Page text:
What is Gum Disease and How do we prevent it?
There are two types of gum disease – Gingivitis (Reversible early stage) and it’s advanced cousin, Periodontitis (Non-reversible advanced gum disease).
Both Gingivitis and Periodontitis are usually silent offenders. Most often, you will not even know you should be concerned. The biggest reason for this is that the bacteria that cause gum disease usually attack beneath your gum line where you can’t see them.
What’s worse is that more and more evidence based research is now proving that plaque that builds in our mouth and gum disease bacteria can also influence and worsen conditions like heart disease, diabetes and stroke – conditions that are certainly more serious that we do not want to encourage by a lack of discipline to good oral hygiene.
So how does gum disease start?
Plaque builds on our teeth throughout the day and should be cleaned in the morning and at night so that it doesn’t harden and encourage bacterial growth which eventually is the reason why gums get red, puffy and bleed when you brush or floss. Many people think bleeding gums is normal but like anywhere in the body, bleeding is NOT normal. It signifies inflammatory process that will eventually cause regression in the jaw bone which is the backbone of healthy and strong teeth in our mouth.
To avoid gum disease, a solid oral care regime is of utmost importance – simple things like brushing twice a day, flossing at least once per day and use mouthwash. This is the familiar advise that you all hear at your dental visits, so let’s step away from that simple 3-step plan and look at other ways to prevent gum disease.
- Eat more Veggies!Everyone knows we need more vegetables in our diets. Our waistlines and our teeth love them for their water content, as well as their vitamin and minerals that are oh so helpful. There’s no doubt about it, veggies are good for you.
Not a big fan of veggies? Try adding them into soups, or in a great fruit smoothie … you won’t notice the difference, but your health will improve along with your teeth and gums.
- Use an anti-microbial mouthwash: The key here is using mouthwash that is anti-microbial. Talk to your Round Lake Family Dentist if you need recommendations and find one you’ll actually use every day, and use it once in the morning after brushing, and again after brushing before bed. One thing to keep in mind is to try to find one that’s low in alcohol or without it altogether, as any alcohol content dries out your mouth and can contribute to tooth decay. More saliva means more natural buffer in our mouths to help fight against bacteria and better oral health.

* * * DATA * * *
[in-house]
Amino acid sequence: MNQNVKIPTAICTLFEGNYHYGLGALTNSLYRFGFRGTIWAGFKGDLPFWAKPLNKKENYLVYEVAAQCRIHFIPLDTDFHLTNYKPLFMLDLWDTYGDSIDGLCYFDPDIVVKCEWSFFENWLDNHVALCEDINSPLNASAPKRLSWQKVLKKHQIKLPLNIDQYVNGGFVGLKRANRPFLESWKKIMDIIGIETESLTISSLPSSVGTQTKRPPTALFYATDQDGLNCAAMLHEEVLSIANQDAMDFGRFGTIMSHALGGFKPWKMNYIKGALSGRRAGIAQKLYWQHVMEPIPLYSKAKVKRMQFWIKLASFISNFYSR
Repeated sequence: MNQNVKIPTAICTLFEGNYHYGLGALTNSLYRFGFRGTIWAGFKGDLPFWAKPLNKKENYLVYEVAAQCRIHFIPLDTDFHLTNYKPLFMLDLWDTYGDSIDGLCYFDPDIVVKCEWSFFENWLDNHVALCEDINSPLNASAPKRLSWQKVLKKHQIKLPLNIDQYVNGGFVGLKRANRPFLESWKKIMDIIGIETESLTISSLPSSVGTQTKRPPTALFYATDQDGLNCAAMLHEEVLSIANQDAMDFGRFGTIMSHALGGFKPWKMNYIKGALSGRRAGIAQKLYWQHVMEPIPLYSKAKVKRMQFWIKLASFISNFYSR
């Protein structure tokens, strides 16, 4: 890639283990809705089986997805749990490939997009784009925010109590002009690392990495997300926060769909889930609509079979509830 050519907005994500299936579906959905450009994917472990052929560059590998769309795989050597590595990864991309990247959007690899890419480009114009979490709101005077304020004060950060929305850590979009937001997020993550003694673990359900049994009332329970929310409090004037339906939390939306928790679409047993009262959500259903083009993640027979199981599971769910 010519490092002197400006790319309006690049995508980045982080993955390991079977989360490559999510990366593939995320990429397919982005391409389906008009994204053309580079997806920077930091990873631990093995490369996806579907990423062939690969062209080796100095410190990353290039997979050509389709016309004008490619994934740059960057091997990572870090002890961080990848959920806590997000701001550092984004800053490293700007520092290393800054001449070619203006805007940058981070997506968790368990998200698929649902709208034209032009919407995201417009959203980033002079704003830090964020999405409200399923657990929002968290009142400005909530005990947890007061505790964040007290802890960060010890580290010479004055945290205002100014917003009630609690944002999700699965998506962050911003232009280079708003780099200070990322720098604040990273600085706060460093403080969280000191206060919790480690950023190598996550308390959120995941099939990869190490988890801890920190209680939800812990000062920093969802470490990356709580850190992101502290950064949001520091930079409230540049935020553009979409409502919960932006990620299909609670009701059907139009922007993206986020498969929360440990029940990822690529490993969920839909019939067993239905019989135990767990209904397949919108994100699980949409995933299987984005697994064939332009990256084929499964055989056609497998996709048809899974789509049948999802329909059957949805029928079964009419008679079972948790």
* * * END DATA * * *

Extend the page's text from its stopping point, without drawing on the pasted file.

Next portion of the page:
- Try a toothbrush that moves:Get adventurous and test out an electronic toothbrush that’s been endorsed by the American Dental Association (ADA). These toothbrushes are more effective than you’ll ever be at removing plaque and bacteria, and will protect your gums from aggressive brushing.
- Chew Gum! Keep that saliva flow going after a meal with sugar-free gum that contains Xylitol — a natural sweetener derived from plants. It doesn’t break down like sugar, and can help keep a neutral pH level in the mouth by stimulating more saliva. If you want to avoid Aspartame in your Xylitol chewing gum, search online or ask your Round Lake Beach dentist. It’s difficult to find gum without Aspartame these days, but such a product does exist.
- Consider orthodontic treatment – Get Braces!That’s right, getting braces can help protect you from gum disease. And we’re not saying you always need the unsightly metal ones – you can now consider Clear Braces – such as Invisalign. Crooked teeth are great enablers of plaque build up, cause difficulty getting plaque removed due to poor access which can lead to gum disease by allowing bacteria and plaque to colonize in the areas where your teeth are not aligned.
Getting your teeth straightened eliminates these blockouts where your toothbrush cannot reach, all while improving your smile at the same time. If interested, call us @ (847) 740-0219 for a FREE consultation.
- Quit Smoking!This one is always worth mentioning. Smoking is always bad for your body, your gums, and your teeth. Smoking causes decreased ability to heal, reduces blood supply which is necessary for healthy nourishment to our gums and causes irreversible bone loss which can cause tooth loss.
As always, we recommend seeing your dentist every 6 months so early signs of gum disease can be detected and treatment can be started as soon as possible to halt the damage to your gums and teeth.
If you have any questions about anything mentioned in this post, please do not hesitate to talk to Dr.Shah at your next visit at Streamwood Family Dentistry. Call us to schedule your appointment @ (847)740-0219 or Schedule Online today!